The Grade II listed Duke of Yorks Picturehouse was opened by the mayor of Brighton, Alderman Edward Geere on 22nd September 1910 as the Duke of Yorks Theatre. After many years of being mainstream, in 1979 it reinvented itself as an Art House Cinema. The occasional music concerts started appearing on the bill a decade later. A music video by former Sussex band Mirrors was recorded at the Duke Of York’s in 2011 – enjoy it HERE.
Highlights:
Nick Cave 30.8.1989
Robin Guthrie 11.6.2006 (of Cocteau Twins fame)
Kristin Hersh 27.5.2009 (of Throwing Muses fame)

East Street Tap, 74 East Street, Brighton, BN1 1HQ (formerly The Fishbowl).
The East Street Tap was formerly known as The Fishbowl and before that The Greyhound. There is evidence of concerts taking place whilst the venue is named East Street Tap from 2016 onwards. They have a very compact upstairs room where I have seen some bands performing live. (see also The Fishbowl).
Highlight:
The Beths 10.11.2018

East Street Tap (pic Nick Linazasoro)

Engine Room, 5 Preston Street, Brighton, BN1 2HN.
Housed beneath the West Beach Hotel on the sea-front, The Engine Room with its dull grubby doorway and a metal railing was one of Brighton’s most authentic and grimy music venues. It had a dedicated rock ethos offering up rock, punk, psycho-billy, alternative and metal nights through the week. It had an unusual layout, with little hideaways to your right as you enter downstairs and two larger rooms to your left. The dance floor was based in the centre of the club and there was a raised seating area to one side and a number of booths reminiscent of the cantina in Star Wars opposite. Gigs were hosted here from at least 2005 to 2010. However, on 1st April 1985, I do recall visiting what I believe to be this venue after the Sisters Of Mercy gig at the Top Rank. So it’s likely to have been around for yonks! CuBar Brighton is showing at the same address.
Highlights:
The Dickies 10.8.2009
Discharge 29.4.2010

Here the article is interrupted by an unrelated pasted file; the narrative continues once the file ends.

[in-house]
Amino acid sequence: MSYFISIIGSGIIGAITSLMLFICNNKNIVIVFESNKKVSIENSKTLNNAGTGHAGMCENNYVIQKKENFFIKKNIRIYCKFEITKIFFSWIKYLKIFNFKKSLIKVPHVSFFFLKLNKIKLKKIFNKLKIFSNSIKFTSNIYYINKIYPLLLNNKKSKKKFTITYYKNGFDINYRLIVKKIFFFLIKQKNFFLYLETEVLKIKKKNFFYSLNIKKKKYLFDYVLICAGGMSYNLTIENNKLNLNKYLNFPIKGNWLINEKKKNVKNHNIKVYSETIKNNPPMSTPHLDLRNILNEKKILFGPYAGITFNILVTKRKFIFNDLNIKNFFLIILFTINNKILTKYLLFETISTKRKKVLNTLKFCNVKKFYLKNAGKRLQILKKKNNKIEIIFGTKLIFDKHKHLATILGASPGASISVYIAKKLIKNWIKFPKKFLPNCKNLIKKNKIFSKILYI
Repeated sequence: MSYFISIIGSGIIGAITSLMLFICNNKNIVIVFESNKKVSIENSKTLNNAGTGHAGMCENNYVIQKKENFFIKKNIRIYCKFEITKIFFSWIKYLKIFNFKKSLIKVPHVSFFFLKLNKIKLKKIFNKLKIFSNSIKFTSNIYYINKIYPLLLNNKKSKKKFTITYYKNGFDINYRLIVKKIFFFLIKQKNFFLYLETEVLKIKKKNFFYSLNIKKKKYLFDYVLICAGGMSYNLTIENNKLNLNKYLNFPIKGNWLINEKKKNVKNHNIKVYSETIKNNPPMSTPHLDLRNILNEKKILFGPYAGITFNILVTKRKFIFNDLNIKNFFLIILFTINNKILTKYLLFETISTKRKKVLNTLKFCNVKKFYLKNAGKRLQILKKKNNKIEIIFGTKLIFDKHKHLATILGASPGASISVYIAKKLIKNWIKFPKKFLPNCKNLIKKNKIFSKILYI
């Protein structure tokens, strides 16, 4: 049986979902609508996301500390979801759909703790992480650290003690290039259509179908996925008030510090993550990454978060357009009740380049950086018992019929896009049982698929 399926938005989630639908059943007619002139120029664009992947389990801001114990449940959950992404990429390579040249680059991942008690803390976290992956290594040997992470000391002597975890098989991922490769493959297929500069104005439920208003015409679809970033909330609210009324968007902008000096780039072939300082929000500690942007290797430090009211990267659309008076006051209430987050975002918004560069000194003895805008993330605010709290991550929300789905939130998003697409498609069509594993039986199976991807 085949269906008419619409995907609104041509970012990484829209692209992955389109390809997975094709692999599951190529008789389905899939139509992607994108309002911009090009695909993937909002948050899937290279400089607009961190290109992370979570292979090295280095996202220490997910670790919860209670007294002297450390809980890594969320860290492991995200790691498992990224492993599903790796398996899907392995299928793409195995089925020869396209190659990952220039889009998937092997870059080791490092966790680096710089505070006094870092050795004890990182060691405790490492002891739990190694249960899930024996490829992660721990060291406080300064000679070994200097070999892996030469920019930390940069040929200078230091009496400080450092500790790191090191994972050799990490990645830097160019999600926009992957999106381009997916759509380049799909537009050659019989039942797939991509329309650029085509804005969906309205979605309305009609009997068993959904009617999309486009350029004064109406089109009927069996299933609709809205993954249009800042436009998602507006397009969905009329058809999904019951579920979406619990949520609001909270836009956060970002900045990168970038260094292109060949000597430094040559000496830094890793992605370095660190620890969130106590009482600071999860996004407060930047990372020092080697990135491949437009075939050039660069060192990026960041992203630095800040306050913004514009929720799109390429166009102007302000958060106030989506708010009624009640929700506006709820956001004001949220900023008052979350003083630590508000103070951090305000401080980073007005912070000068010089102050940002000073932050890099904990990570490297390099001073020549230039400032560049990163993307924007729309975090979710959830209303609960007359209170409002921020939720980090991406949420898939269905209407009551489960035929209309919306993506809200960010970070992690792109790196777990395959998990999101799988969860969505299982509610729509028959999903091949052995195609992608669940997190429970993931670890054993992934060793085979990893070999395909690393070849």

The Adicts 3.5.2010

Envy, Charles Street Tap (upstairs), 8 Marine Parade, Brighton, BN2 1TA.
The Envy nightclub is showing as being located on the first floor above Charles Street Tap which is large, funky gay bar. There are a few gigs listed as having taken place here from 2014 to 2016.

Escape Club, 10 Marine Parade, Brighton, BN2 1TL (became Audio and then Patterns).
The Escape Club was an interesting proposition back in the 1980’s as it had a true underground feel as in physically and musically. It wasn’t the first choice for gigs, but it could certainly hold its own. It’s currently Patterns, but the room feels as though it was facing the other way back in the 1980’s. Apparently The Smiths were going to perform live at the Escape Club on 24th September 1983, but had to cancel as Morrissey was ill. They did get to Brighton in the end when they appeared at Brighton Polytechnic on 25th February 1984. I can recall seeing Factory Records act Stockholm Monsters playing at the Escape Club. There were a number of well connected Factory bods hanging around including Ron Gretton, who was the manager for both Joy Division and New Order. I also still have my ticket which shouldn’t have been issued as it’s number 0000.
Eventually all good things must come to an end and so Audio was launched in 2004. (see also The Pier (Ted Potter’s Music Bar), The Royal Escape, The Buccaneer, Audio and Patterns).
Highlights:
Stockholm Monsters 12.6.1984
Nick Cave & the Bad Seeds 21.4.1985
Sigue Sigue Sputnik 3.11.1985
The Wedding Present 10.12.1985
The Soup Dragons 2.11.1986
Pop Will Eat Itself 23.11.1987
My Bloody Valentine 10.10.1988
The Flatmates 30.10.1988
The Stone Roses 28.2.1989
Happy Mondays 12.3.1989

Essoldo, 134 North Street, Brighton, BN1 1RH.
This was a serious hotspot for the top acts of the day from 1961 to 1964. The building originally opened in April 1940 as a 1875 seater variety theatre called The Imperial Theatre. By 1948 it had become Essoldo Cinema. After it’s heyday, it became a bingo hall, where incidentally I used to work part-time whilst at college. The stories I could tell you about those days, but I daren’t. The structure bowed out as a bowling alley and Hotspots nightclub. The structure was demolished and the site is now occupied by Sainsbury’s Local and Sports Direct.
Highlights:
The Shadows 3.3.1961
Emile Ford & The Checkmates 22-27.5.1961
Adam Faith 10-15.7.1961
Cliff Richard & The Shadows 6.2.1962
Jerry Lee Lewis + Gene Vincent 7.5.1962
Billy Fury 10.11.1962
The Crickets + Bobby Vee 11.11.1962
Gene Vincent 24.11.1962
Del Shannon 9.5.1963
Dusty Springfield + The Searchers + Brian Poole & The Tremeloes + Freddie & the Dreamers 13.11.1963

Event, Kingswest, West Street, Brighton, BN1 2RE (formerly Top Rank Suite).
This building’s first introduction to music was on 10th November 1965, when the doors swung open as the Top Rank Suite. For the duration of its life, it was a legendary venue and couldn’t quite be matched in my opinion, when it became ‘The Event’ in 1990. Having said that, they did actually manage to get Blur, Pulp and Suede to play live here. It was refurbished in 1990 and renamed the Event, and The venue was refurbished in 1996 and renamed Event II. In 2007 another refurbishment led to it reopening as Oceana for a couple of years before coming Pryzm in 2011. (see also Event II and Top Rank Suite).